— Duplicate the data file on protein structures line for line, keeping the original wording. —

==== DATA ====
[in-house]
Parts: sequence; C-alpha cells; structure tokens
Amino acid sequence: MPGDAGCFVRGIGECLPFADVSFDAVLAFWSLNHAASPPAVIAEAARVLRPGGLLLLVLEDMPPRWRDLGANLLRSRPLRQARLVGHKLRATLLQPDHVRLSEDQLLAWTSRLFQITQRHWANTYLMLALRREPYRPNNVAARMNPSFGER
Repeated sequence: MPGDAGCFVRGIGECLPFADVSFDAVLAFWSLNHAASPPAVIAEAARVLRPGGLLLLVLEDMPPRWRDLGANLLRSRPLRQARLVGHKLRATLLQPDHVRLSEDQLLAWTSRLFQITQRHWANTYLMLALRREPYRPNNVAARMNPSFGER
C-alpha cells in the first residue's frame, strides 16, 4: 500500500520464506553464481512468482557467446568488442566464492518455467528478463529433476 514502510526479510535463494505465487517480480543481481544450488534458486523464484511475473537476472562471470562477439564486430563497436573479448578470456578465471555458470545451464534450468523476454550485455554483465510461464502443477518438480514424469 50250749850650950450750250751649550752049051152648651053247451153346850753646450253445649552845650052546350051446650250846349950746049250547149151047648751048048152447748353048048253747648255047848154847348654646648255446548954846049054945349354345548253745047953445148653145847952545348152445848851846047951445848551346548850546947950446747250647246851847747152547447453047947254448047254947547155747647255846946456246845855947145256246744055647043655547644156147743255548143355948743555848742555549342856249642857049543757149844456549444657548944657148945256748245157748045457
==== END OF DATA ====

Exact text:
[in-house]
Parts: sequence; C-alpha cells; structure tokens
Amino acid sequence: MPGDAGCFVRGIGECLPFADVSFDAVLAFWSLNHAASPPAVIAEAARVLRPGGLLLLVLEDMPPRWRDLGANLLRSRPLRQARLVGHKLRATLLQPDHVRLSEDQLLAWTSRLFQITQRHWANTYLMLALRREPYRPNNVAARMNPSFGER
Repeated sequence: MPGDAGCFVRGIGECLPFADVSFDAVLAFWSLNHAASPPAVIAEAARVLRPGGLLLLVLEDMPPRWRDLGANLLRSRPLRQARLVGHKLRATLLQPDHVRLSEDQLLAWTSRLFQITQRHWANTYLMLALRREPYRPNNVAARMNPSFGER
C-alpha cells in the first residue's frame, strides 16, 4: 500500500520464506553464481512468482557467446568488442566464492518455467528478463529433476 514502510526479510535463494505465487517480480543481481544450488534458486523464484511475473537476472562471470562477439564486430563497436573479448578470456578465471555458470545451464534450468523476454550485455554483465510461464502443477518438480514424469 50250749850650950450750250751649550752049051152648651053247451153346850753646450253445649552845650052546350051446650250846349950746049250547149151047648751048048152447748353048048253747648255047848154847348654646648255446548954846049054945349354345548253745047953445148653145847952545348152445848851846047951445848551346548850546947950446747250647246851847747152547447453047947254448047254947547155747647255846946456246845855947145256246744055647043655547644156147743255548143355948743555848742555549342856249642857049543757149844456549444657548944657148945256748245157748045457